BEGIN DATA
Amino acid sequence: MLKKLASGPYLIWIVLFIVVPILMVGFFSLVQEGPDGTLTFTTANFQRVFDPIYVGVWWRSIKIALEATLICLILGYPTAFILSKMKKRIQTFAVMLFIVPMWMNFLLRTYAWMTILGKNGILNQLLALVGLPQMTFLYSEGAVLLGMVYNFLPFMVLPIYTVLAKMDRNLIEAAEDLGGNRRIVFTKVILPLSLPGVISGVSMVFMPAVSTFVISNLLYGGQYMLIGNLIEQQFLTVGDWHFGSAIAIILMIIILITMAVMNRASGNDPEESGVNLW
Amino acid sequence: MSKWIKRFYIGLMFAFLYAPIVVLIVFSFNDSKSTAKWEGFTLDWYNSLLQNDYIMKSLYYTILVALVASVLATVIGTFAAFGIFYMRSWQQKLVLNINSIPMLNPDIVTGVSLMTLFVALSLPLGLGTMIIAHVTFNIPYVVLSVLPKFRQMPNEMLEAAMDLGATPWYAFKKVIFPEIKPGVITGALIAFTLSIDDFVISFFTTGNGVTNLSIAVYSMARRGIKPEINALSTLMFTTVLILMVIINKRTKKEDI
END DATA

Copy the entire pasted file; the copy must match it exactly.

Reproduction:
Amino acid sequence: MLKKLASGPYLIWIVLFIVVPILMVGFFSLVQEGPDGTLTFTTANFQRVFDPIYVGVWWRSIKIALEATLICLILGYPTAFILSKMKKRIQTFAVMLFIVPMWMNFLLRTYAWMTILGKNGILNQLLALVGLPQMTFLYSEGAVLLGMVYNFLPFMVLPIYTVLAKMDRNLIEAAEDLGGNRRIVFTKVILPLSLPGVISGVSMVFMPAVSTFVISNLLYGGQYMLIGNLIEQQFLTVGDWHFGSAIAIILMIIILITMAVMNRASGNDPEESGVNLW
Amino acid sequence: MSKWIKRFYIGLMFAFLYAPIVVLIVFSFNDSKSTAKWEGFTLDWYNSLLQNDYIMKSLYYTILVALVASVLATVIGTFAAFGIFYMRSWQQKLVLNINSIPMLNPDIVTGVSLMTLFVALSLPLGLGTMIIAHVTFNIPYVVLSVLPKFRQMPNEMLEAAMDLGATPWYAFKKVIFPEIKPGVITGALIAFTLSIDDFVISFFTTGNGVTNLSIAVYSMARRGIKPEINALSTLMFTTVLILMVIINKRTKKEDI